BODIN & FISCHART discuss the difference between good and evil spirits in this chapter. In the paragraph directly before the cited passage he brings an example while he’s dealing with the Zauberbücher Salomonis, those magical books that are said to have their origin in king Salomon’s teachings. The story goes as follows : While the emperor Vespasian was present, a Jewish magician called Eleazar touched the nose of a possessed person with a ring and made the evil spirit leave. In this ring is – according to the magic book – a certain root (Squilla perhaps) that had the power to fight off the evil spirit. Salomon is the one who showed the power of this root, who has the magic knowledge : “Welches ein schandlicher vnnd schädlicher Irrtumb ist”.
    The error is that a) it would be magic that comes from the holy king Salomon, and b) to believe that a root would drive out an evil spirit. Then follows what I cite in the post.
    The interesting thing is that the story of the Wurmkrämer is in parenthesis – it seems to contradict what BODIN says. It must be an addition by FISCHART. BODIN says clearly that witches and magicians do kill animals and inflict harm on humans by magic. They may use natural means (plants, fluids, whatever), but always in a magic context and through a contract with the devil, always by “incantatio” or “invocatio” – he cites the authoritative passages from Thomas Aquinas about this, so is absolutely based on the catholic teachings about the whole matter.
    So the witch or the magician puts the “pulver” in a sheep barn for a certain purpose, after invocations – and only God’s help will prevent the evil (“sonderlich bewaret”). If the run-of-the-mill wurmkrämer uses it, it should do no harm to sheep, cattle or humans – simply because he has not the intention to kill the animals and because he has no contact to the Satanic majesty. And in parenthesis (I think FISCHART, the translator’s addendum) the author says, “but the peddlars can produce rat-poison from a plant”. But this is no magic, but simple plant-knowledge, no devil involved, hopefully.
    BODIN has to condemn all these magical books that are said to have their origin in Salomon, they must have been around in the 15th, 16th & 17th century, because they give instructions. So he must condemn all what is attributed to this “Zauberer” Salomon, hence he says that it is a terrible error to think that a simple ring* hold to a possessed one’s nose would do the trick, and, even worse, that something like a plant is involved charged with Salomon’s magic, for everyone to repeat – and – überhaupt ! – that all this would go back to Salomon, the biblical king. But its okay to use the wurmkrämers rat-poison, dear Hmmmm …, as long as it’s magic-free.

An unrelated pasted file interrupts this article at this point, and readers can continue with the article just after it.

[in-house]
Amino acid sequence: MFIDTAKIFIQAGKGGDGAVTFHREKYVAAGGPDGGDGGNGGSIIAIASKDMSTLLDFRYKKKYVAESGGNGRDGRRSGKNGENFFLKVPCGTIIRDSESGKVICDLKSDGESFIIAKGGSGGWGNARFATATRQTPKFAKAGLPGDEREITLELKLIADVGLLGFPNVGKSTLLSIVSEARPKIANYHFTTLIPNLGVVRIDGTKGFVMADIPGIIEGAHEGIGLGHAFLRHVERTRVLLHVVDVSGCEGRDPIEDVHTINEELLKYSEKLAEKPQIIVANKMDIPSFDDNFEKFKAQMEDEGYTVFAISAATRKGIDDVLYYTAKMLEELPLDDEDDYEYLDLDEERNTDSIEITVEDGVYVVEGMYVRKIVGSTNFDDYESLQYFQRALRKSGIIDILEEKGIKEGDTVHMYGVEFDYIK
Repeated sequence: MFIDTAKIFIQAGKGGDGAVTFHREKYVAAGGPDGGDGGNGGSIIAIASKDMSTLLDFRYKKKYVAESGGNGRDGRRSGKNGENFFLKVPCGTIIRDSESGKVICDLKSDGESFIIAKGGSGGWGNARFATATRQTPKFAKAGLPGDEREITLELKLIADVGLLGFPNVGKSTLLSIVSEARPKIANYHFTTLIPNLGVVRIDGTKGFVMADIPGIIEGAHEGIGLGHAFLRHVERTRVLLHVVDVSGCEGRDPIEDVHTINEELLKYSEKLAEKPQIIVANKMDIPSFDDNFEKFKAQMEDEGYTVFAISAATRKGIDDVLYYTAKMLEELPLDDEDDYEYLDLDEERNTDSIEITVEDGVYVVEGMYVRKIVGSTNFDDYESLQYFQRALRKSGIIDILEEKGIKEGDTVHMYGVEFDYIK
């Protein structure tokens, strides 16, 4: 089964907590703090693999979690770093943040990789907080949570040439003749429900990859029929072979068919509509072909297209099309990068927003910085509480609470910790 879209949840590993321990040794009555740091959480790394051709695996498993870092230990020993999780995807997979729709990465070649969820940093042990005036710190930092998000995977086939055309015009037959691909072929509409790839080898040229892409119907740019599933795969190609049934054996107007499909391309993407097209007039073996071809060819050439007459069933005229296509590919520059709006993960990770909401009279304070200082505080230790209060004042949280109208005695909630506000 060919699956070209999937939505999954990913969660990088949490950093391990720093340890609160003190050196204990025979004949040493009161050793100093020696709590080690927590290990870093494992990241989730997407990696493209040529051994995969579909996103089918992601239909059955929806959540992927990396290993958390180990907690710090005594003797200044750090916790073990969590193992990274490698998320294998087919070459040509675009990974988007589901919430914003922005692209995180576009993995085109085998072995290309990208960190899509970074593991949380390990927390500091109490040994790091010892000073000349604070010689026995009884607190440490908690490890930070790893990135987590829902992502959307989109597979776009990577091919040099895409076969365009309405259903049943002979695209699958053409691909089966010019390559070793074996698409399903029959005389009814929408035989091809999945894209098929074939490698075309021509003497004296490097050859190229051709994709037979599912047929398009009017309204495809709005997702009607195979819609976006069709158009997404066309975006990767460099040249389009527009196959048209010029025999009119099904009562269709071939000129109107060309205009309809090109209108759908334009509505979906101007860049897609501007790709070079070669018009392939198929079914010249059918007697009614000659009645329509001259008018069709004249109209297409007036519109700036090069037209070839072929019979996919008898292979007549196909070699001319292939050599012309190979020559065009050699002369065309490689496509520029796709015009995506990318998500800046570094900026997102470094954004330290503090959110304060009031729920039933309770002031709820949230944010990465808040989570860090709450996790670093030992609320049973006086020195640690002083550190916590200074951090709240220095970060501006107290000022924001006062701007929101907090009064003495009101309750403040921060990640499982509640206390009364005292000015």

* Wonder what he’d had to say about the cramp-rings of the English & French kings then ?

    They may use it to de-worm, IDV ?

    Elephant & Castle – isn’t this the name of a pub ? I looked at the pictures of the mäußzwibel and thought it would be like something resting on the window sill, I learned that this is a “Hyacinthe”. As long as we make no tea from it, it will all be well, dearest Scarlet.

  4. HalloMago! Thanks for extending my bootless knowledge! I read your answer this weekend but was bedridden .. Kind of too miserable to comment. Most interesting read indeed!
    I think he might have liked the krampfringe. But they did have to be blessed.

  5. Oh I am sorry to hear that you had to stay in bed Foam – I hope you feel better today. I feel a nasty cold coming on with running nose & headaches – one should be able to go South through the winter.
    Oh yes, “Holy Krampfring” as they say in Lautre !
    I think Kantorowicz was the first to speak about this in “The King’s Two Bodies”.